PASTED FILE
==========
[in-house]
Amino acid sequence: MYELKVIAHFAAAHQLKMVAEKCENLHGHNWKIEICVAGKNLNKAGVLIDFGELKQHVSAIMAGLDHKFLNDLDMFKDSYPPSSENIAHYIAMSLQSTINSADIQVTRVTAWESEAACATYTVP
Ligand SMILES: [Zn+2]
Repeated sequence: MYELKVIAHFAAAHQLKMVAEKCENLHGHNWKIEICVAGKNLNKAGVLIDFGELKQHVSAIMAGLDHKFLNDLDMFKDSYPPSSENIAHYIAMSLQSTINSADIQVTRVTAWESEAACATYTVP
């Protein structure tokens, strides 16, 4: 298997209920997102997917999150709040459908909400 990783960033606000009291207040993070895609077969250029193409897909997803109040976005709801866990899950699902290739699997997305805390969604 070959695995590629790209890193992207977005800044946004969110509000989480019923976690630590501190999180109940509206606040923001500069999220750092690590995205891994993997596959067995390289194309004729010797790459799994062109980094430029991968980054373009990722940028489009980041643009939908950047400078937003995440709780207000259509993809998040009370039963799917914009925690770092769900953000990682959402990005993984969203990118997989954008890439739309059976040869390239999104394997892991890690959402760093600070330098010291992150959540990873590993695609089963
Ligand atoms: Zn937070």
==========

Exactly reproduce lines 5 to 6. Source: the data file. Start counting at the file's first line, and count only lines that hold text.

């Protein structure tokens, strides 16, 4: 298997209920997102997917999150709040459908909400 990783960033606000009291207040993070895609077969250029193409897909997803109040976005709801866990899950699902290739699997997305805390969604 070959695995590629790209890193992207977005800044946004969110509000989480019923976690630590501190999180109940509206606040923001500069999220750092690590995205891994993997596959067995390289194309004729010797790459799994062109980094430029991968980054373009990722940028489009980041643009939908950047400078937003995440709780207000259509993809998040009370039963799917914009925690770092769900953000990682959402990005993984969203990118997989954008890439739309059976040869390239999104394997892991890690959402760093600070330098010291992150959540990873590993695609089963
Ligand atoms: Zn937070």